Bad News is No News

Rich Galen

7/11/2012 7:30:00 AM - Rich Galen

Last Friday's top-line unemployment figures - showing only 80,000 jobs were created during the month and the unemployment rate remaining unchanged at 8.2 percent - was far worse than anyone in the Obama campaign or in the political shop at the White House could have expected.

One reporter traveling with President Obama in Ohio Tweeted that he had spoken for 40 minutes with only about 26 seconds on the job number.

To which I responded: "Bad news is no news."

But, in Presidential politics there is no such things as "no news." And the news for the Obama campaign has not been good since then.

The New York Times, hardly a mouthpiece for Republican causes or campaigns, had a front page story headlined: "Obama Trails Romney Again in Battle for Campaign Cash"

Reporter Nicholas Confessore wrote:

"Mitt Romney and the Republican National Committee easily outraised the formidable Obama money machine for the second month in a row."

Keep in mind, this is not "secret" donors funding SuperPACs. This is the on-the-record money, the limited money, the so-called "hard" money that is reported by the Republican National Committee and the Romney campaign.

"In a worrisome development for the Obama campaign, Mr. Romney, who until now has been heavily dependent on donors giving the maximum federal contribution, also showed success in June drawing small donors, a traditional strength of the Obama campaign."

You might have noticed a lot of press attention to the mega-million fundraising Romney did in the Hamptons over last weekend, but not as much attention was paid to the growth in small donors.

Not only is Romney raising more, but his campaign is spending less. The Washington Post's Chris Cillizza pointed this out from the other side of the coin writing:

"President Obama has spent more than $91 million on television ads in eight swing states as of July 6, a massive sum that dwarfs the $23 million former Massachusetts governor Mitt Romney has disbursed on campaign commercials in those same places."

That statement is accurate, and would be telling if the Romney campaign hadn't been (a) raising more than Obama, and (b) has something on the order of $160 million cash-on-hand.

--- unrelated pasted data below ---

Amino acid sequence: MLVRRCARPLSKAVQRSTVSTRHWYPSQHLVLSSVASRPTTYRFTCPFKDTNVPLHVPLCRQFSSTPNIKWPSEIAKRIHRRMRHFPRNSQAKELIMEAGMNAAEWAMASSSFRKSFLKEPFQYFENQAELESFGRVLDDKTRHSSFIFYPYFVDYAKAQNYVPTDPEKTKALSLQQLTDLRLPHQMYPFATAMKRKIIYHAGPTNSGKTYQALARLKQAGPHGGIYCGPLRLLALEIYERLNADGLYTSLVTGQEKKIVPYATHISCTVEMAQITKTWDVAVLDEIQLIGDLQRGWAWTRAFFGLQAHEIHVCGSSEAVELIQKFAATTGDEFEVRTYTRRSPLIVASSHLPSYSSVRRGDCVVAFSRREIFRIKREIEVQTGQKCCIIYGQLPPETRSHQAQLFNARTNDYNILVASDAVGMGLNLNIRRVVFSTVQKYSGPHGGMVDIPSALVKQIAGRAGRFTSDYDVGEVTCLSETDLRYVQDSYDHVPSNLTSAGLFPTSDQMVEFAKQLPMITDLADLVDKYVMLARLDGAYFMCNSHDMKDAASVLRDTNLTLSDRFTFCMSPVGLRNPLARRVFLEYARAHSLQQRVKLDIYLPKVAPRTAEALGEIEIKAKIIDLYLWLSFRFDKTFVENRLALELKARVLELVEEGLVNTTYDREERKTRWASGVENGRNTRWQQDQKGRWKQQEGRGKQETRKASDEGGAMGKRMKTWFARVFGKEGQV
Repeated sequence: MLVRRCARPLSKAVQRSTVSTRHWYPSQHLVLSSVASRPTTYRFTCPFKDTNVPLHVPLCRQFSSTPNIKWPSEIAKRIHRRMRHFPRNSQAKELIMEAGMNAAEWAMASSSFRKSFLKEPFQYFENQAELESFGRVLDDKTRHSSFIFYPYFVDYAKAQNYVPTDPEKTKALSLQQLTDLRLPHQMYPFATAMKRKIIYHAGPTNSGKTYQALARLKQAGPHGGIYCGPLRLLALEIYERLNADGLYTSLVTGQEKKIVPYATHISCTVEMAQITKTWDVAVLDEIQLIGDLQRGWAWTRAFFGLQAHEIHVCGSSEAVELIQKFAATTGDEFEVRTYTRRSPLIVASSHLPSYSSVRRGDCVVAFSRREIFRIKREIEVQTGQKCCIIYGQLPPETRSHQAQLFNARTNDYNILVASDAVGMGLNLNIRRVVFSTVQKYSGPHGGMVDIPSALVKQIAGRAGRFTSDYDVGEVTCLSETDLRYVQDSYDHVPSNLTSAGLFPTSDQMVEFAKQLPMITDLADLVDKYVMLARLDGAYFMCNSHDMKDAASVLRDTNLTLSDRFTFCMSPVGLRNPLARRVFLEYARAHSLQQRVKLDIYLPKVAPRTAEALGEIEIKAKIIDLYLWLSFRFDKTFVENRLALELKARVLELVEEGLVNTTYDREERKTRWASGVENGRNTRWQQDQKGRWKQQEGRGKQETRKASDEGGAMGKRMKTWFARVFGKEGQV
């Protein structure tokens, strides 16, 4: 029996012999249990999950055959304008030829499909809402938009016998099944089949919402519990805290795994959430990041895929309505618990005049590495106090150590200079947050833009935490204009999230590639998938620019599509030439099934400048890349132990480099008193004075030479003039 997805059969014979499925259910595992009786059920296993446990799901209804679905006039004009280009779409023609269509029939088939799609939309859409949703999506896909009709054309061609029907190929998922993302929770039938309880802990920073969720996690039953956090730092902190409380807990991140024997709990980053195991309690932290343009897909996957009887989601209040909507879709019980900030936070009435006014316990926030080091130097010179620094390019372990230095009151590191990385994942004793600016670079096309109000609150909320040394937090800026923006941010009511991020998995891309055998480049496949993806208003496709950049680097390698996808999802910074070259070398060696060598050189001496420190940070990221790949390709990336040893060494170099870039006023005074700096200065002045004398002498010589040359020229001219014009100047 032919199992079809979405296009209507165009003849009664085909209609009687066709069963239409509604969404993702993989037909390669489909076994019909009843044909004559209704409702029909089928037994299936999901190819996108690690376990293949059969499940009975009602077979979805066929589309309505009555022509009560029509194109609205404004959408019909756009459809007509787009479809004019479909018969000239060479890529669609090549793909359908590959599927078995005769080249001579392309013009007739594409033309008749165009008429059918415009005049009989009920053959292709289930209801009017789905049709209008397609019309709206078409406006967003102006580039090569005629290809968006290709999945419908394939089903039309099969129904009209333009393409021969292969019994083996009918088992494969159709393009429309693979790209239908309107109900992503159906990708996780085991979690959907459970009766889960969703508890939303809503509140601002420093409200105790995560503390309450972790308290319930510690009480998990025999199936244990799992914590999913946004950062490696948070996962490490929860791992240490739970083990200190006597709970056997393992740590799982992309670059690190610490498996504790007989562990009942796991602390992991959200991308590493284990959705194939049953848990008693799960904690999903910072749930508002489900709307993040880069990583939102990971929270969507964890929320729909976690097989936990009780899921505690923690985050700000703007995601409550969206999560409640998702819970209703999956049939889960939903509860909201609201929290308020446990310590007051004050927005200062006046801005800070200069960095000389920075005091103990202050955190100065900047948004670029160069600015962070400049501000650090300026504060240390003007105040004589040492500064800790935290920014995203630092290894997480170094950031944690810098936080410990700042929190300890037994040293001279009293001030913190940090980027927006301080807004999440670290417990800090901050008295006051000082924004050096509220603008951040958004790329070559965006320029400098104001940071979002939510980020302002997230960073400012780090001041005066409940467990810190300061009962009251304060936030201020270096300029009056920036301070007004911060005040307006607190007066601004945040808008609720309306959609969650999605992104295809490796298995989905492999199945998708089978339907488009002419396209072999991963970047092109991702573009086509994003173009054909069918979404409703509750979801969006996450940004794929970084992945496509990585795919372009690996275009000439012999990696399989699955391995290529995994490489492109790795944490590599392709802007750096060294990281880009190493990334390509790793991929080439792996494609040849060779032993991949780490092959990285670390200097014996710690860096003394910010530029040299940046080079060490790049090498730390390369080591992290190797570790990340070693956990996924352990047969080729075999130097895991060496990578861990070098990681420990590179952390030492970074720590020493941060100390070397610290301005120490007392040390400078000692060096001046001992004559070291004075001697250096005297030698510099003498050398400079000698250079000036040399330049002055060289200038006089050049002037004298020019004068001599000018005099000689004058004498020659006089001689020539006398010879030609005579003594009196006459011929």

All that spending by Obama has kept him in the game. According to the RealClearPolitics average of polling in 12 swing states, Obama has leads outside the margin of error in only Pennsylvania, New Hampshire, and Nevada, Romney leads in two (North Carolina and Missouri) and the rest are essentially tied such as Obama's 0.8 percent lead in Florida.

And that with a $68 MILLION dollar spending edge in those states.

Polling was another "bad news is no news" moment for the Obama campaign this week. The ABC/Washington Post poll showed the race tied at 47 percent. Of the polls used in calculating the RCP average over the past two weeks, Obama's lead is just 1.7 percent.

But, if you only use polls that were all or substantially in the field after last Friday's employment figures were announced that lead drops to 0.4 percent. And one of those five - the Reuters/Ipsos poll has Obama +6 which is an outlier among all recent polls.

To offset all this, President Obama reissued his call for raising taxes on "the wealthy." In Obama-land "wealthy" is defined as anyone making over $250,000 per year. That's a lot of money, but for a lot of voters - especially voters who run small businesses and who don't know how much they will have made until they close the books on December 31 each year - that increase might be the difference between hiring another employee next year and sending that salary to the IRS.

The Association of National Pundits immediately went on TV to remind viewers that the Republican-controlled House will never permit a vote on such a measure.

I'm not so sure.

If polling shows that a significant portion of voters see that call for raising taxes as more danger to a struggling economy, the GOP House leadership might just bring it to the floor and make Democrats vote on it.

That's what I'd do.

We're inside four months to go to the November elections. Look for more and more House and Senate Democrats to start running away from Obama - or at least running away from his policies - as the worry about saving their own seats takes precedence over helping Obama save his.